You are probably thinking “well maybe the work they are talking about will be fun.” Sure, some of it is. But in recovery, you also have to face your greatest fears, so that you can live a life of freedom. “You must do the thing you think you cannot do.” I can’t remember who said that, but it certainly applies to sobriety and the journey to a life of peace and freedom. If you want to be happy and truly alive in sobriety then you are going to have to put in some serious effort, and that means doing the work, being uncomfortable, facing your fears, getting honest with yourself, and so on.
Let me give you an example from my own recovery experience. I was early in recovery and I had a couple of months sober. I was living in long term rehab at the time, a place that I ended up staying at for 20 months. I was establishing my baseline for recovery, and I was starting to do the work.
I realized that I often engaged in self pity. I further realized that this was how I justified my drinking, was to feel sorry for myself. So I had to make a decision. This was one of my trusted coping skills that had served me well during my years in addiction. I had to make a decision to eliminate it. That was not easy. This is an example of “doing the work.” So I went to my sponsor at the time and I asked him how to overcome self pity. And he told me that I needed to become grateful, that if I were grateful every day then it would be impossible to feel sorry for myself. I realized that he was right. So I started practicing gratitude and writing out gratitude lists every day. Doing the work.
Now that particular example involves a character defect. The work that you do in recovery will probably be slightly different. Maybe you will have a resentment against someone in your past that helps to fuel your addiction and give you an excuse to drink. So you may have to learn to forgive others, and to forgive yourself. That is a process and it will probably involve asking for help from a therapist, a sponsor, or someone you trust. Again, this is all part of doing the work.
Maybe you will need to establish a new routine in your life. Many people in early recovery make a commitment to do 90 AA meetings in the first 90 days. This is a pretty significant lifestyle change. And, it’s work. It takes some real effort to make 90 in 90 without missing any days. That kind of commitment helps to rebuild your life in recovery.
And ultimately we all have to get honest with ourselves in recovery. For example, it took a long time in my life before I was willing to admit that I was the problem, that I was creating drama in my own mind, that I was looking for excuses to feel sorry for myself. The world wasn’t out to get me, and I was not really a victim. But in my addiction I wanted to believe that I was a victim, I used that as an excuse. So in recovery I had to get honest about this with myself. And that’s tough. It is difficult to let down your shields, to see the real you, to figure out what needs to change.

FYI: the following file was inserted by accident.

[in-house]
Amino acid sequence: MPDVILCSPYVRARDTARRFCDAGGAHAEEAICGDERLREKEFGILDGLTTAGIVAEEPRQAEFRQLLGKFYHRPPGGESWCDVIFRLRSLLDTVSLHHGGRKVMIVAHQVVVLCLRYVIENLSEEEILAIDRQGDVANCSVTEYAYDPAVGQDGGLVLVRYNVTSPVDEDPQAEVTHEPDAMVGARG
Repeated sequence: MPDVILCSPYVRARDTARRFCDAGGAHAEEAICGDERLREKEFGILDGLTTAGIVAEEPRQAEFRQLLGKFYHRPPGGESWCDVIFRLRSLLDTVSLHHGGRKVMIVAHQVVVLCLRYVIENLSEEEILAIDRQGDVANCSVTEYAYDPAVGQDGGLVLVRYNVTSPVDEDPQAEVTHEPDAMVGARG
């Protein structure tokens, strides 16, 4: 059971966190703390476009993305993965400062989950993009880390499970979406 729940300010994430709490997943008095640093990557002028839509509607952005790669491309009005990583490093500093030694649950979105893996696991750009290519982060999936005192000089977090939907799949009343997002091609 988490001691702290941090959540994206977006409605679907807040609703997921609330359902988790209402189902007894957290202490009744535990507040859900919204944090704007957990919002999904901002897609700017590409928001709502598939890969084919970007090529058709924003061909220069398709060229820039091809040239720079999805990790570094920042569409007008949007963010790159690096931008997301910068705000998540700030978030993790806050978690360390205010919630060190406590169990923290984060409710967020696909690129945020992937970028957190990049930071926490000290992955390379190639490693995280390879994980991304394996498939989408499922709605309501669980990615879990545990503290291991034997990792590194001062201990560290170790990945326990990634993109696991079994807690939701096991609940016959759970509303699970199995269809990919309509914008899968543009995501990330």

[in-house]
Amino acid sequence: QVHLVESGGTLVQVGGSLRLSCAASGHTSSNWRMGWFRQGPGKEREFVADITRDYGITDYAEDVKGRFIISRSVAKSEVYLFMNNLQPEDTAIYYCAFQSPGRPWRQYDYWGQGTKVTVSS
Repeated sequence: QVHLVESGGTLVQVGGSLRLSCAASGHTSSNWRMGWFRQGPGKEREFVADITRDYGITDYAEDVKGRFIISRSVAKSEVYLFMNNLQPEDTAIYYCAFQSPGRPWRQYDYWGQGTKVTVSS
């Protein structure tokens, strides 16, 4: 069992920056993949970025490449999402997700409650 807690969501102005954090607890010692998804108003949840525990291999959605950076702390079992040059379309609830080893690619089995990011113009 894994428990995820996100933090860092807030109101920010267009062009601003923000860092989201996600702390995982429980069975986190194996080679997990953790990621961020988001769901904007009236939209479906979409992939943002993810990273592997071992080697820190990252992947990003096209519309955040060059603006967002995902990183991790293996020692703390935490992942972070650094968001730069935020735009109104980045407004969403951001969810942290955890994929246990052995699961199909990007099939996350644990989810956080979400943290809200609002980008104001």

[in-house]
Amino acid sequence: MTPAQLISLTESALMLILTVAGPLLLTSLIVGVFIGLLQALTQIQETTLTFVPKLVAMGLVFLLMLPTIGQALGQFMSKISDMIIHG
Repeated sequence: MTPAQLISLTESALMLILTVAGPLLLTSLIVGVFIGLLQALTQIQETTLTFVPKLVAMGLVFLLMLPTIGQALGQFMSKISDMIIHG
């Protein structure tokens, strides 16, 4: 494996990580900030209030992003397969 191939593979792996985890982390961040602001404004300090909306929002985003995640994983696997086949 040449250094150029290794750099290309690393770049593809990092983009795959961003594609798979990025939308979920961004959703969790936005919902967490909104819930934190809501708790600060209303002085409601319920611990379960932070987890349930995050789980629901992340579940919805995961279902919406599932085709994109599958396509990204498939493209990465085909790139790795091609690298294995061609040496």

And sometimes you have to listen to others in order to do this. You have to get honest with others, maybe spill your guts to a sponsor in AA, and hear them tell you that you are not a terrible person, that you deserve to be happy, and that you have a few things that you should probably work on in order to achieve that happiness. It’s about being realistic, finding some humility, and accepting that we are deserving of happiness in recovery. But in order to make it there we have to do the work.
Holistic health and feeling good all around
I have known a lot of people in alcoholism and addiction recovery who were not very healthy. In the end, many of these unhealthy people relapsed.
Recovery is about abstaining from drugs and alcohol, but it is also about building a healthy life for yourself. It is more than just abstinence from your drug of choice.
I had a close friend in early recovery who died of lifestyle disease. He was sober in recovery but he was still smoking, was overweight, and he wasn’t very active. In the end, these lifestyle choices killed him quite young. When that happened, it made me think for a long time about what was really important in this life. It’s not just about sobriety. Instead, it is a total package of holistic health.
Think about it: What is the decision to get sober really about? It’s a decision for life. It is a choice for life. You want to live.
Every alcoholic and drug addict who finally surrenders is on the brink of total destruction. Their addiction is out of control. Their behavior is risky and sometimes deadly. They stand at the turning point. To continue on in addiction comes with the knowledge that you might die soon as a result. This is the turning point. And so when we finally surrender and choose recovery, we are essentially choosing life. Recovery and addiction are really a choice for life or death. If you are active in addiction then you are spinning the chamber on Russian roulette, and I think we all know this. To choose recovery we are really making the choice that we want to live.
And so when we make that choice for life, we don’t just put down the booze and the drugs. That is just the baseline, remember? Every day in your sobriety you have to ask yourself:
“How can I become healthier in my sobriety today? What can I do to improve myself and my life today?”